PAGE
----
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Just Don’t Do It! – You Can’t Talk Your Out of It! ©

I have been practicing law for many years in Metropolitan Atlanta and have seen a wide variety of reactions to getting arrested. Some of these reactions are unwise, but understandable. Others are self defeating to the point of being bizarre.  Sometimes I just shake my head and say, “Lord have mercy!”  No one plans to be arrested.  It can happen to anyone, anywhere, and at any time.

Are you prepared to deal with that life changing moment?  Children get arrested too.  Are you prepared to educate your child on how to deal with that situation?   Let’s think about what you will do and not do if you ever hear the phrase, “Put your hands behind you.” To guard your rights and interests, the simplest TO DO rule is to do what you are told. Simple, but somehow it often escapes someone who is either scared or intoxicated. More important to guarding your rights and interests is knowing what NOT TO DO.  This week we talk about what you should say when you are about to be arrested.  Every situation is different and this advise may not apply to you, but it’s still good to know.  Remember to keep quiet and save your defense for your lawyer to argue— Just Don’t Do It!

Don’t try to convince a law enforcement officer of your innocence.  It’s useless. To justify an arrest without a warrant the arresting officer needs only to show “probable cause” to believe that you have committed a crime. What is the probable cause needed to make a warrantless arrest?  It is the law in Georgia that a law enforcement officer is authorized to make an arrest for a criminal offense without a warrant under a few exigent circumstances: 1) if the offense is committed in the officer’s presence or within the officer’s immediate knowledge; 2) if the offender is endeavoring to escape; 3) if the officer has probable cause to believe that an act of family violence has been committed; 4) if the officer has probable cause to believe that an offense involving physical abuse has been committed against a vulnerable adult; or 5) for other cause if at the moment the arrest is made, the facts and circumstances within the knowledge of the arresting officers and of which they had reasonably trustworthy information were sufficient to warrant a prudent man in believing that the accused had committed or was committing an offense.  Any one of those circumstances would justify an arrest.  Avoid the urging to try and convince the officer that he has made a mistake. The officer does not decide your guilt and he typically does not care if you are innocent or not. Remember that there is an overwhelming probability that you will say at least one thing that will hurt your case. Your comments will likely weaken your defense and ensure a conviction. It is smarter to save your defense for your lawyer.  You cannot convince the police to let you go!  Just Don’t Do It!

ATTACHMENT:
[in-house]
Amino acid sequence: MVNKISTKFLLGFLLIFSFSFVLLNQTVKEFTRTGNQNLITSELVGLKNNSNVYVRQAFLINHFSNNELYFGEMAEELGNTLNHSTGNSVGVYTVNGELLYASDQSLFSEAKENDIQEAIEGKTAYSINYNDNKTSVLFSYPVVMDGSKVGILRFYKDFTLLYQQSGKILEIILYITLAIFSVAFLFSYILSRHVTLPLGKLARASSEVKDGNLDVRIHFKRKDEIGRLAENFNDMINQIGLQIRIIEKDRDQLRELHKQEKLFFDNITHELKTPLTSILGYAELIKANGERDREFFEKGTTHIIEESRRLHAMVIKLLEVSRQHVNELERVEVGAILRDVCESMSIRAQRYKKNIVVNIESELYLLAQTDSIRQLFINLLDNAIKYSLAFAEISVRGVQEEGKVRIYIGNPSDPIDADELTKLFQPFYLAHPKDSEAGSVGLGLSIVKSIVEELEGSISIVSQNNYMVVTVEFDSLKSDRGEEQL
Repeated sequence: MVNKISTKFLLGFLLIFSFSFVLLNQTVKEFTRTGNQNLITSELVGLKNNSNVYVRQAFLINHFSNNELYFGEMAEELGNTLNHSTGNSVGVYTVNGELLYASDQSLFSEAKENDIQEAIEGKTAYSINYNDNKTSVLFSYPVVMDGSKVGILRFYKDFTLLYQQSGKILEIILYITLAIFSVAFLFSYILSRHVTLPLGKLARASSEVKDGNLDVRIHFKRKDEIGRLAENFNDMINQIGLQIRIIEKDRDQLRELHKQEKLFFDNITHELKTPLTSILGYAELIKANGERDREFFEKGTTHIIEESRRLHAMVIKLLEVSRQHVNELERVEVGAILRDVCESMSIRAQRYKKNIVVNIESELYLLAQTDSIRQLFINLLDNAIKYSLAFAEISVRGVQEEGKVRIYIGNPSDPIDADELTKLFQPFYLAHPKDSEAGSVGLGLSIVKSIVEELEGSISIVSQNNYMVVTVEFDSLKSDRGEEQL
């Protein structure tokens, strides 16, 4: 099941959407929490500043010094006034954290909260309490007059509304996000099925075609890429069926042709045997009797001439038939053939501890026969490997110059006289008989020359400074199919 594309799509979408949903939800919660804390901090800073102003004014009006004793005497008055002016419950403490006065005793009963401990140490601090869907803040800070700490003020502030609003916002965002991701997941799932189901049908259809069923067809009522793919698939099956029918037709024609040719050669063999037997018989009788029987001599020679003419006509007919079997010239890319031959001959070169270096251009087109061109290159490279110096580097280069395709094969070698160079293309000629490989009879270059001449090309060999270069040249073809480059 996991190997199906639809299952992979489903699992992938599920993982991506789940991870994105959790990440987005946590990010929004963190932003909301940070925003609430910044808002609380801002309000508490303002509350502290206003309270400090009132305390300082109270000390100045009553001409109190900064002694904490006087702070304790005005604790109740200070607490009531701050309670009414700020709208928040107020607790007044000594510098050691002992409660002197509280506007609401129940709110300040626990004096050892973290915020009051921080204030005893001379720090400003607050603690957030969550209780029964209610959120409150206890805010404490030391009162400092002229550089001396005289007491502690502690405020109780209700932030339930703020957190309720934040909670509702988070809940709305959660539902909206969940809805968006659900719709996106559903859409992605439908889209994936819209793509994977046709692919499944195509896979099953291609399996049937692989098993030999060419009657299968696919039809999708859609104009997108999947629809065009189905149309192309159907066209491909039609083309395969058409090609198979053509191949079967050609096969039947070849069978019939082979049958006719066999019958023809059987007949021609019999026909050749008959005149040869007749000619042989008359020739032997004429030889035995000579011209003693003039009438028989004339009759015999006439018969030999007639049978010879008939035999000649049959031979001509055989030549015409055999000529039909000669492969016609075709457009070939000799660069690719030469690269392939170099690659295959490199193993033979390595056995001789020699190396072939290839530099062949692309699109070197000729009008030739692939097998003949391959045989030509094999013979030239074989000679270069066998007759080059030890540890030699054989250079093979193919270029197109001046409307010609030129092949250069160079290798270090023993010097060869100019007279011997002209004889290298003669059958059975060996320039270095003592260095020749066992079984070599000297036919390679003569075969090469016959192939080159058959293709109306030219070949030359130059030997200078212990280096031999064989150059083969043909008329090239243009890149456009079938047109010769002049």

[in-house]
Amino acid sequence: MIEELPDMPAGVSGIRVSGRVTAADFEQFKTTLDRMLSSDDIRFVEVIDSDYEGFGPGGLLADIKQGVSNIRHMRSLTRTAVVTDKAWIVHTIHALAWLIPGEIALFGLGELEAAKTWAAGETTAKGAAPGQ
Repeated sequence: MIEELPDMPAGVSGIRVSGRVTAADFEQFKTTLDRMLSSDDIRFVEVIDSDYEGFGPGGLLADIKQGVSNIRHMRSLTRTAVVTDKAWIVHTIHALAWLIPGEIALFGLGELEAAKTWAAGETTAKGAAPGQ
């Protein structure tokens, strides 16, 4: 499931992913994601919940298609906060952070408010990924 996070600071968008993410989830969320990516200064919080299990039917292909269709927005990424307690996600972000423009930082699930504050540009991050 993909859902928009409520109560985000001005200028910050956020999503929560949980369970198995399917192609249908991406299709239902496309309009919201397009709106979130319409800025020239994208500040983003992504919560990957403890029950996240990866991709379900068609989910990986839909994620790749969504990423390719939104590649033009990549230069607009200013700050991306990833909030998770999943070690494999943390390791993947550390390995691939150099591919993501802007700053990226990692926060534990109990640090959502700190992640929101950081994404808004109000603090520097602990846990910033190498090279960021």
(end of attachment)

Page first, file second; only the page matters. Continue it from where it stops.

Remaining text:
Attorney Emerson Carey, Jr. has been a trial lawyer in Atlanta, Georgia for over 21 years. He is an adjunct professor at Emory University School of law where he teaches trial advocacy. Attorney Carey can be reached at 404-635-1112, 1-877-635-1112, and ecarey@careydobson.com.

 

Disclaimer: The information provided in this article is not intended to be legal advice and does not constitute an attorney-client relationship.  Every criminal prosecution is based on its individual facts and requires an independent evaluation by a licensed, experienced attorney.

 

 

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